Eddy won his seven championships in 1974, 1976, 1981, 1982, 1989, 1991, and 1992. In addition to this he was ASA's all-time career leader in laps lead, starts, and top 10s. Eddy also ranks second in all-time victories with 58 and second on the all-time earnings list. During his championship season of 1992 he led 2,183 laps that year, which was a single-season record. Eddy recorded his 58th victory on June 12, 2004 at the Berlin Raceway in Marne, Michigan after a two-year absence from auto racing. Eddy was known to be an aggressive driver who wasn't shy about nudging slower cars out of his way.

Because of the success that he had achieved in ASA, Eddy received several offers from NASCAR teams, turning them down each time. In the early 1990s, he was offered the No. 75 car by RahMoc Enterprises, which was a prominent Winston Cup Series ride at the time. He turned it down because his GM Goodwrench deal in ASA came along at the same time.

A few years later, Eddy was offered to drive the No. 43 truck for Petty Enterprises for the 1996 Craftsman Truck Series season, but once again had to turn down the offer due to his contract with GM Goodwrench at the time.

Eddy was inducted into the Michigan Motor Sports Hall of Fame in 1995.

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"1957 USAC Sprint Car Champ" Bill Randall Born - July 17, 1917

July 17, 1917 - July 31, 1963
Bill Randall
Born in North Reading, Massachusetts, USA.
Bill Randall started racing before WWII. He raced sprint cars and midgets, winning the Eastern USAC Sprint Car title in 1957 and finishing third in the ARDC Midget Championship in 1961.

In Champ Cars he raced at Daytona in 1959 in the USAC event driving a Kurtis 500C Offy, finishing 14th. He tried to qualify for the Indy 500 in 1961 but was unsuccessful. In 1962 he qualified for a race at Trenton driving a Kuzma but went out with a broken throttle.

In other series he enjoyed considerable success winning races in events sanctioned by NEMA, BSRA, UCOA, ARDC and USAC.

He was killed in an ARDC Midget race at Lime Rock, a road course, in July 1963. As Midgets almost always raced on ovals many of the drivers were unfamiliar with right hand bends at racing speeds. On the first lap he colided with Len Thrall and Bert Brooks and rolled, sliding over 100 feet up side down. He died four days later from his injuries.

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Jules Bianchi Dies From Crash Injuries - July 17, 2015

August 3, 1989 - July 17, 2015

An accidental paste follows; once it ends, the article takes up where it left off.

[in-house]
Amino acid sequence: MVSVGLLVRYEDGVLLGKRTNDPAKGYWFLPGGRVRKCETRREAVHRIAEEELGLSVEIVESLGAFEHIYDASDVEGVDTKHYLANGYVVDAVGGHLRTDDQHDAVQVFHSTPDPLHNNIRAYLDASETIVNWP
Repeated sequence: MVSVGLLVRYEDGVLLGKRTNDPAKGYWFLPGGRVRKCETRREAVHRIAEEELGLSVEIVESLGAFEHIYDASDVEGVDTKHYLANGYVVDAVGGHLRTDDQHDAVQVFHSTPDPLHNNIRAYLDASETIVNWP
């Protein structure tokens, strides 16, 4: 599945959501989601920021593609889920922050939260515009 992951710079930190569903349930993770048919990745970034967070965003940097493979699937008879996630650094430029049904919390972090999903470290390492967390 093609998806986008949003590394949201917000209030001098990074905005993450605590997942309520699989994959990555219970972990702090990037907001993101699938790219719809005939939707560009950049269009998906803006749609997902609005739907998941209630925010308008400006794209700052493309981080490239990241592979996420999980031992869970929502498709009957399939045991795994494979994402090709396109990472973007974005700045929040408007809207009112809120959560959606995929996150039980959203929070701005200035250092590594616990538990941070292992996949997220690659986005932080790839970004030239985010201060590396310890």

Jules Bianchi
(Photo;dailymail.co.uk)
Born in Nice, France.
Bianchi was the grandson of Mauro Bianchi, who competed in GT racing during the 1960s and three non-championship Formula One Grands Prix in 1961. He was also the grandnephew of Lucien, who competed in 19 Formula One Grands Prix between 1959 and 1968 and won the 1968 24 Hours of Le Mans, before dying during Le Mans testing the following year.

On October 5, 2014 during the Japanese Grand Prix, Bianchi lost control of his Marussia in very wet conditions and collided with a recovery vehicle, suffering a diffuse axonal injury. He underwent emergency surgery and was placed into an induced coma, and remained comatose until his death on July  17, 2015. Bianchi is the first Formula One driver killed as a result of an accident during a race event since Ayrton Senna at the 1994 San Marino Grand Prix.

The funeral service was held at the Nice Cathedral, on July 21, 2015. He lies at rest in his native city. Many prominent driver figures attended Bianchi's funeral, such as Alexander Wurz, Esteban Gutiérrez, Allan McNish, Alexander Rossi, Lewis Hamilton, Nico Rosberg, Jenson Button, Sebastian Vettel, Jean-Éric Vergne, Marcus Ericsson, Roberto Merhi, Adrian Sutil, Valtteri Bottas, Pastor Maldonado, Pedro de la Rosa, Romain Grosjean, Daniel Ricciardo, Felipe Massa, Alain Prost, Nico Hülkenberg, Olivier Panis, Daniil Kvyat and Max Chilton.

In December 2015, Bianchi's father announced plans to create a foundation in his son's honour to uncover and nurture young drivers throughout their career. The initiative involves exhibiting Jules Bianchi’s memorabilia and merchandising with JB17 branding, sponsoring opportunities and events. Among the supporters is Prince Albert of Monaco, where the foundation is based.

(Photo;express.co.uk)
Drivers stood together to remember Jules Bianchi ahead of the 2015 Hungary Grand Prix.

For more see; Remembering Jules Bianchi

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"5-Time World Champ" Juan Manuel Fangio Dies - July 17, 1995

June 24, 1911 – July 17, 1995
Juan Manuel Fangio
(Photo; telegraph.co.uk)
Born in Mar del la Plata, Argentina.